February 2, 2020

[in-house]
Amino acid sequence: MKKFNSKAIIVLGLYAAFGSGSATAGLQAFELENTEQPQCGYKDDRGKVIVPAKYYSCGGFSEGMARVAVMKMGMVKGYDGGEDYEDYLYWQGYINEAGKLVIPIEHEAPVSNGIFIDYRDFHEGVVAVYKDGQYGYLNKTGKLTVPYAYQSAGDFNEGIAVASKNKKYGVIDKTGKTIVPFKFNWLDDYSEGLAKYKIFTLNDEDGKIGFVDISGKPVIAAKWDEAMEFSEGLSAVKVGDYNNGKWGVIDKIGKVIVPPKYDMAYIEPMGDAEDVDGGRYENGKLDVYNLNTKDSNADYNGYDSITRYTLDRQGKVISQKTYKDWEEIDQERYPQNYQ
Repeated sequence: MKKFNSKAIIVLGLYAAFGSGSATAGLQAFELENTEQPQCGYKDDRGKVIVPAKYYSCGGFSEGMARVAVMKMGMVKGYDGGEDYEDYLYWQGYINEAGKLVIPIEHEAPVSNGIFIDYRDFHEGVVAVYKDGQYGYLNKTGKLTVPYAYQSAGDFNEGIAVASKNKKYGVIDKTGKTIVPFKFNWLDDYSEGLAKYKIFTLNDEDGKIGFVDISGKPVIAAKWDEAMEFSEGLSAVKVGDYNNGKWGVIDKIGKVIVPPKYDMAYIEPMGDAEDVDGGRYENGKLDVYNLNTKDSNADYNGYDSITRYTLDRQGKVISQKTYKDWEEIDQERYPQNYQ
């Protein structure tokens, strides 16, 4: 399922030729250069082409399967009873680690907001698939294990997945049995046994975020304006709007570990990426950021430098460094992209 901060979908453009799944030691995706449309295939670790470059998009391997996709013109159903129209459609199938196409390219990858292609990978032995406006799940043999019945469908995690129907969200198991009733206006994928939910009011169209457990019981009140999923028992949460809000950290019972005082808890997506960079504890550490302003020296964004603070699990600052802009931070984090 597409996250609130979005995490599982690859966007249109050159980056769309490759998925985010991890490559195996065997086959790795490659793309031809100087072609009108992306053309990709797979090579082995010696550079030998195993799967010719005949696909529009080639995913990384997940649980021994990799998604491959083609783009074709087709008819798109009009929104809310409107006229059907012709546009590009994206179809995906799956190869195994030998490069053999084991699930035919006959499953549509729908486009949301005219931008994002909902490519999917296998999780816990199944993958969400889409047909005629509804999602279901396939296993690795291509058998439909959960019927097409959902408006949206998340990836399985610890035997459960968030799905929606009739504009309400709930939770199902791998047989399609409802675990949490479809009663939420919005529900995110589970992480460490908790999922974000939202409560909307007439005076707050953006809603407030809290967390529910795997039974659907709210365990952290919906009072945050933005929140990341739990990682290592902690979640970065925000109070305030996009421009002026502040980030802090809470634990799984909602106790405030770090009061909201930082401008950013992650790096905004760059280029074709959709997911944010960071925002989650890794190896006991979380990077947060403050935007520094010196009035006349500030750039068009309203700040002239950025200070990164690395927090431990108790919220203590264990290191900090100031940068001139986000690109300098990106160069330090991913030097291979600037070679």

I am Doug Castro. Before founding Neural DSP, I founded and ran a bass hardware company – Darkglass Electronics. Darkglass is nowadays becoming a market leader in bass effects, amplifiers, and cabinets, known for maintaining very high standards when it comes to manufacturing quality, features, and design. At Darkglass I was not only the CEO but CTO and lead engineer. I’ve experienced executing at several levels: product architecting, schematic and layout design, mechanical engineering, manufacturing, and pretty much everything needed to go from idea to product in audio hardware. Although the main purpose of this blog is to keep everyone updated regularly with how Cortex development progresses, I thought it’d be good to tell the story from the beginning. The idea of Neural DSP and Quad Cortex started shaping in my mind after a conversation with Darkglass’s industrial designer Franco 4 years ago in a Helsinki cafe. “What type of devices do you think our clients will use in 10-20 years from now?” I asked. After bouncing ideas back and forth, the key concept started to shape up. It’d be compact, extremely powerful and flexible. Much like a modern computer, more than imparting its character or sound, it’d be a blank canvas onto which users themselves can manifest their sonic vision. Once we had a very nice mental picture of what this device would look like, I asked the question that made all the difference. “If this is what we expect the industry to arrive at within 20 years, can we make it happen in 2 or 4?” The answers were scary, as bringing the future forward is extremely risky, challenging, and painful. There’s a good reason why the status quo is so; defying it can kill you, and even if you succeed, you’ll surely have a few nice scars to show for it at the end of the process. This conversation set up the core mission and values that Neural is still run by to these days: advancing musicians’ creativity to expand alongside technology. No matter how difficult, or how painful. These principles were written down and have been on our web site’s mission statement for almost 3 years. Anyone who would have looked at it and seen the job descriptions at the time could have easily pieced together what we’ve been working on with regards to hardware and machine learning. Roughly a year after this conversation happened, the idea of this “futuristic” device was beginning to occupy a significant amount of space in my mind. Francisco, our co-founder, who used to work at Darkglass had also been bugging me with the idea of making plugins. We thought that a great plugin is basically a device like Quad Cortex minus all the hardware and embedded systems engineering, and knowing they would eventually converge, we decided to focus on building both. It was also evident quite early on that for this to happen, my emphasis would have to change from engineering it myself to recruiting a team of world-class people, so in August 2017, Neural DSP Technologies was officially registered in the patents and trademarks registration office. I knew that recruiting a multidisciplinary team of experts was essential to pull off a product as ambitious as Quad Cortex, which is comprised of several highly complex and sophisticated sections that not only have to be well developed in isolation but also have to be seamlessly integrated. Systems architecture, user interface, high-speed layouts, mechanical design, DSP algorithm research and porting, embedded Linux, front-end, and DSP development, as well as the whole set of machine learning features that to the best of our knowledge had never been done before, among others. Not only would we need many extremely intelligent and competent engineers and scientists, but we’d need to all be completely immersed and committed to the reason why Quad Cortex should exist. The first thing I did after registering the company was to set up the first iteration of neuraldsp.com – almost a year before we had any products to sell. The only section on the site was a mission statement and a list of job openings. The mission statement remains, largely unchanged, and if you had looked at the website in late 2017 (before we were on anyone’s map) you would have found hints that Quad Cortex was in the works. The list of job openings was a very unambiguous hint. But also, aware that the hardware project would be extremely expensive and long to develop, we knew that we had to keep the lights on somehow, which is why Francisco’s idea of making plugins first was such a key one. Plugins would not only generate cash flow for the company to help fund the long-term R&D investments but would also help us build the awareness and credibility we’d need to launch Quad Cortex. Francisco and I started recruiting. I looked for embedded and DSP developers for Quad Cortex, and he looked for front-end and UI designers for plugins. And that is how everything got started. A lot has happened since then and now, I’ll share whatever I can, as best I can, in the following posts.